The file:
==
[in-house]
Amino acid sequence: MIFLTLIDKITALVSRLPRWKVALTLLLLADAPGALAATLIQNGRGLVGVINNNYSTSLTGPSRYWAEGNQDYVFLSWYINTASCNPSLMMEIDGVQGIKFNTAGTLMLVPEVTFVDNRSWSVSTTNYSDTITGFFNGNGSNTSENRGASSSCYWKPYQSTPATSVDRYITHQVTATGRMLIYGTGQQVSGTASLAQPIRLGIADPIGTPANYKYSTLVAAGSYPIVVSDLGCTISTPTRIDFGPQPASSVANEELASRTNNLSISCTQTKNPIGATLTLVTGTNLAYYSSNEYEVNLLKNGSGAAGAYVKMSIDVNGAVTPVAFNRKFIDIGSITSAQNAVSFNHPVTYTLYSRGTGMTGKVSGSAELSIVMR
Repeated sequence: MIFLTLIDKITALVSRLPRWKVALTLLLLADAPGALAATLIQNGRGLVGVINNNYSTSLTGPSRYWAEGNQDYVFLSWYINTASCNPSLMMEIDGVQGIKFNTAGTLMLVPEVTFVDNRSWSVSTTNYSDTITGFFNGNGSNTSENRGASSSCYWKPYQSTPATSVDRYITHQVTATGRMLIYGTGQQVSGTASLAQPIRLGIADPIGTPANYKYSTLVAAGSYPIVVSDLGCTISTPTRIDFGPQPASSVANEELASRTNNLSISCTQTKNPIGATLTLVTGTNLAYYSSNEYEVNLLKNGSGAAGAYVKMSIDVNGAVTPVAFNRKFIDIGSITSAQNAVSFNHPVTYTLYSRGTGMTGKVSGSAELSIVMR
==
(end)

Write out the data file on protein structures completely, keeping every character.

[in-house]
Amino acid sequence: MIFLTLIDKITALVSRLPRWKVALTLLLLADAPGALAATLIQNGRGLVGVINNNYSTSLTGPSRYWAEGNQDYVFLSWYINTASCNPSLMMEIDGVQGIKFNTAGTLMLVPEVTFVDNRSWSVSTTNYSDTITGFFNGNGSNTSENRGASSSCYWKPYQSTPATSVDRYITHQVTATGRMLIYGTGQQVSGTASLAQPIRLGIADPIGTPANYKYSTLVAAGSYPIVVSDLGCTISTPTRIDFGPQPASSVANEELASRTNNLSISCTQTKNPIGATLTLVTGTNLAYYSSNEYEVNLLKNGSGAAGAYVKMSIDVNGAVTPVAFNRKFIDIGSITSAQNAVSFNHPVTYTLYSRGTGMTGKVSGSAELSIVMR
Repeated sequence: MIFLTLIDKITALVSRLPRWKVALTLLLLADAPGALAATLIQNGRGLVGVINNNYSTSLTGPSRYWAEGNQDYVFLSWYINTASCNPSLMMEIDGVQGIKFNTAGTLMLVPEVTFVDNRSWSVSTTNYSDTITGFFNGNGSNTSENRGASSSCYWKPYQSTPATSVDRYITHQVTATGRMLIYGTGQQVSGTASLAQPIRLGIADPIGTPANYKYSTLVAAGSYPIVVSDLGCTISTPTRIDFGPQPASSVANEELASRTNNLSISCTQTKNPIGATLTLVTGTNLAYYSSNEYEVNLLKNGSGAAGAYVKMSIDVNGAVTPVAFNRKFIDIGSITSAQNAVSFNHPVTYTLYSRGTGMTGKVSGSAELSIVMR